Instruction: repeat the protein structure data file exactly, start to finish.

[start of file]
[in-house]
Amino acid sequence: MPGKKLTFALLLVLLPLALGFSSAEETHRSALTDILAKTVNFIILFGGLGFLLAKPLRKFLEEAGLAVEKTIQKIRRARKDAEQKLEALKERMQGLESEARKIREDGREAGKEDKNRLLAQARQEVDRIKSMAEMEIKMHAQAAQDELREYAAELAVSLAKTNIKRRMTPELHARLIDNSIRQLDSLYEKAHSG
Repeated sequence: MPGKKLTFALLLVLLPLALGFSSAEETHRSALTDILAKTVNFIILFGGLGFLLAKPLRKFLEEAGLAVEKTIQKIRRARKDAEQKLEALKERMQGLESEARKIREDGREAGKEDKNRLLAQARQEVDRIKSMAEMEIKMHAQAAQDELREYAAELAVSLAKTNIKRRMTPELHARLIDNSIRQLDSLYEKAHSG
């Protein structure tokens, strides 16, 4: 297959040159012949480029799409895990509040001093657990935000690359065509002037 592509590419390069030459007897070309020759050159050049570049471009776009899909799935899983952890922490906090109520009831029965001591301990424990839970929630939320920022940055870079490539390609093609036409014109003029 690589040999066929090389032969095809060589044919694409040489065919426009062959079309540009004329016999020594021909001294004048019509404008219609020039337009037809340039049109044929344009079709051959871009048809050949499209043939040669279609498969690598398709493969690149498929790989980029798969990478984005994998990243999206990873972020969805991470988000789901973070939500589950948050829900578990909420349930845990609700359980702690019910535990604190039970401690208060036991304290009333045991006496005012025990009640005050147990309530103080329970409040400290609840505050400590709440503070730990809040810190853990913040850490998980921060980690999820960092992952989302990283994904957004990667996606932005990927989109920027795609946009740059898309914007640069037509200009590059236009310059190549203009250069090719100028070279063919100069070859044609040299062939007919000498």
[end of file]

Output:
[in-house]
Amino acid sequence: MPGKKLTFALLLVLLPLALGFSSAEETHRSALTDILAKTVNFIILFGGLGFLLAKPLRKFLEEAGLAVEKTIQKIRRARKDAEQKLEALKERMQGLESEARKIREDGREAGKEDKNRLLAQARQEVDRIKSMAEMEIKMHAQAAQDELREYAAELAVSLAKTNIKRRMTPELHARLIDNSIRQLDSLYEKAHSG
Repeated sequence: MPGKKLTFALLLVLLPLALGFSSAEETHRSALTDILAKTVNFIILFGGLGFLLAKPLRKFLEEAGLAVEKTIQKIRRARKDAEQKLEALKERMQGLESEARKIREDGREAGKEDKNRLLAQARQEVDRIKSMAEMEIKMHAQAAQDELREYAAELAVSLAKTNIKRRMTPELHARLIDNSIRQLDSLYEKAHSG
């Protein structure tokens, strides 16, 4: 297959040159012949480029799409895990509040001093657990935000690359065509002037 592509590419390069030459007897070309020759050159050049570049471009776009899909799935899983952890922490906090109520009831029965001591301990424990839970929630939320920022940055870079490539390609093609036409014109003029 690589040999066929090389032969095809060589044919694409040489065919426009062959079309540009004329016999020594021909001294004048019509404008219609020039337009037809340039049109044929344009079709051959871009048809050949499209043939040669279609498969690598398709493969690149498929790989980029798969990478984005994998990243999206990873972020969805991470988000789901973070939500589950948050829900578990909420349930845990609700359980702690019910535990604190039970401690208060036991304290009333045991006496005012025990009640005050147990309530103080329970409040400290609840505050400590709440503070730990809040810190853990913040850490998980921060980690999820960092992952989302990283994904957004990667996606932005990927989109920027795609946009740059898309914007640069037509200009590059236009310059190549203009250069090719100028070279063919100069070859044609040299062939007919000498």